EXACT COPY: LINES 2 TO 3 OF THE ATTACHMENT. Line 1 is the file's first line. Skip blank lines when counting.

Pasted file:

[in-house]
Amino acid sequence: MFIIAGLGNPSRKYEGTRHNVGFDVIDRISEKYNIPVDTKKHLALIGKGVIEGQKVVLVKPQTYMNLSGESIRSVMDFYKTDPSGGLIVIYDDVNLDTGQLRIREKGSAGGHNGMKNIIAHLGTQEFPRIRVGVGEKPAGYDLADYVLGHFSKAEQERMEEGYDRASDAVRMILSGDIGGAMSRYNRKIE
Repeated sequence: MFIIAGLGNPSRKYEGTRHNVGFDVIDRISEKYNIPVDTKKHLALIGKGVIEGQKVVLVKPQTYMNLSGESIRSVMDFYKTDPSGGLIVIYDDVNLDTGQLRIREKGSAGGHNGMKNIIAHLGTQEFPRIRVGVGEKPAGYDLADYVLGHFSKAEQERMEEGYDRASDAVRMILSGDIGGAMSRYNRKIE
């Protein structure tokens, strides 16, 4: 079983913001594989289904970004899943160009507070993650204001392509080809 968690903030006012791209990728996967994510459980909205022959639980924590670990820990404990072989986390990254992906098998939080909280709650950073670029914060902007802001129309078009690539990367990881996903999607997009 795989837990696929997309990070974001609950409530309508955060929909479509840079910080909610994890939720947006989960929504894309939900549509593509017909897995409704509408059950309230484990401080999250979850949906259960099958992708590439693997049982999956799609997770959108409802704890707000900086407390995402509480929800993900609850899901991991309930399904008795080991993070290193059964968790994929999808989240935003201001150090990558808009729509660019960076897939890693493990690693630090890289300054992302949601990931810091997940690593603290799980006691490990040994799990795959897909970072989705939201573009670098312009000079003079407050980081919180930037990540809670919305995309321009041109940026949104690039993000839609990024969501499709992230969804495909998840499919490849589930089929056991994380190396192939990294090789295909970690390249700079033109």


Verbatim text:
Amino acid sequence: MFIIAGLGNPSRKYEGTRHNVGFDVIDRISEKYNIPVDTKKHLALIGKGVIEGQKVVLVKPQTYMNLSGESIRSVMDFYKTDPSGGLIVIYDDVNLDTGQLRIREKGSAGGHNGMKNIIAHLGTQEFPRIRVGVGEKPAGYDLADYVLGHFSKAEQERMEEGYDRASDAVRMILSGDIGGAMSRYNRKIE
Repeated sequence: MFIIAGLGNPSRKYEGTRHNVGFDVIDRISEKYNIPVDTKKHLALIGKGVIEGQKVVLVKPQTYMNLSGESIRSVMDFYKTDPSGGLIVIYDDVNLDTGQLRIREKGSAGGHNGMKNIIAHLGTQEFPRIRVGVGEKPAGYDLADYVLGHFSKAEQERMEEGYDRASDAVRMILSGDIGGAMSRYNRKIE